French telecoms firm Iliad will be hard-pressed to meet its goal of generating $2 billion in additional annual operating profit at T-Mobile US Inc by cutting costs and slashing prices if its takeover bid is accepted, analysts said.

Iliad, which in recent years has shaken up the French mobile market with cheap subscriber plans, bid $15 billion last week for a 56.6 percent stake in T-Mobile, the No. 4 U.S. mobile operator.

The Paris-based company, majority owned by billionaire founder Xavier Niel, said a merger would result in $10 billion in synergies and an additional $2 billion in annual earnings before interest, taxes, depreciation, and amortization (EBITDA).

It would hit those targets by running T-Mobile, majority owned by Deutsche Telekom AG, in an "Iliad-like" way, sources familiar with the takeover bid told Reuters.

Even if successful in its takeover bid, Iliad faces significant obstacles in reaching those cost savings and negotiating better deals with U.S. cellular transmission tower operators, said Roger Entner, an analyst at Recon Analytics in Boston.

"T-Mobile is not bloated at all. It is cut to the bone," said Entner, adding that the carrier doesn't have the legacy equipment costs other carriers bring in.

"T-Mobile already has a history of squeezing the vendors. But you can't squeeze water out of a stone," he said. Iliad has a better chance of raising EBITDA by attracting more customers, than by cutting costs, Entner said.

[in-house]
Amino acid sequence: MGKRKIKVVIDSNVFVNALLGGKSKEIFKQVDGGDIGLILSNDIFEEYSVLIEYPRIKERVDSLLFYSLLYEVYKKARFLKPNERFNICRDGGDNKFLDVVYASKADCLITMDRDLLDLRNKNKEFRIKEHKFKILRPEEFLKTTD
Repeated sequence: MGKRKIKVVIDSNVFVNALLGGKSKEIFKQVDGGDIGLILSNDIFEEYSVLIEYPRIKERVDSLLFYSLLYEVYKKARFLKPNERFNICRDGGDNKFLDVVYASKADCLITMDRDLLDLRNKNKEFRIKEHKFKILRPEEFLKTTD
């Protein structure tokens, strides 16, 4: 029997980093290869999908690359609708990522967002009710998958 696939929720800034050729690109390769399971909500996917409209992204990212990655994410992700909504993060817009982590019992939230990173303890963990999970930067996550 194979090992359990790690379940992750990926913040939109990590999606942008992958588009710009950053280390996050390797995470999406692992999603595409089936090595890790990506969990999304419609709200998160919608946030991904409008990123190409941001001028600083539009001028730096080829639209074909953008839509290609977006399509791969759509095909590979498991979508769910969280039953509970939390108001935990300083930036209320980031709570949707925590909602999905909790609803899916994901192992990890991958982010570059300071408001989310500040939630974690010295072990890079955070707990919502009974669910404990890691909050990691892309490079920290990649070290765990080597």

"Very few people have cut themselves to growth," he said.

While direct comparisons are difficult because U.S. telecoms companies get most of their earnings from standalone cellular service rather than bundles, Iliad's profit margins are roughly comparable to larger carriers like Verizon and AT&T but well above T-Mobile's 26 percent.

Iliad's triple-play market bundle in France - a combined offer of cellular, broadband and cable TV services - has 40 percent EBITDA margins.

On a revenue-per-employee basis, Iliad averages $195,000 per employee versus $177,000 per employee at T-Mobile, according to the companies' most recent regulatory filings.

Iliad, which controls about 13 percent of the French mobile market, entered the mobile industry in 2012 and has a history of operating at minimum costs with cutthroat rates. Its no-frill plans start at just over $2 a month.

The company's entry into the French mobile market sent mobile plan prices down 30 percent and squeezed bigger rivals' profits.

T-Mobile has similarly restructured prices across the industry in the past year, with aggressive promotions that have cost its rivals thousands of subscribers. It reported the industry's largest post-paid phone subscriber additions in the second quarter of 2014.

"It's a different model," said BTIG Research analyst Walter Piecyk, referring to Iliad's strategy in France. While Iliad's EBITDA margins are larger than T-Mobile's, the latter has advantages like a more developed high-speed network than Iliad, which depends heavily on volatile roaming agreements, Piecyk said.

Iliad's bid of $33 per share sets up a potential bidding war for T-Mobile with rival Sprint Corp, the U.S. mobile carrier now controlled by Japan's Softbank Corp. Sprint has bid $40 per share for T-Mobile.

Iliad's bid is lower because it lacks the synergies Sprint can offer in stringing the two networks together and stripping out excess towers, staff, IT, and real estate.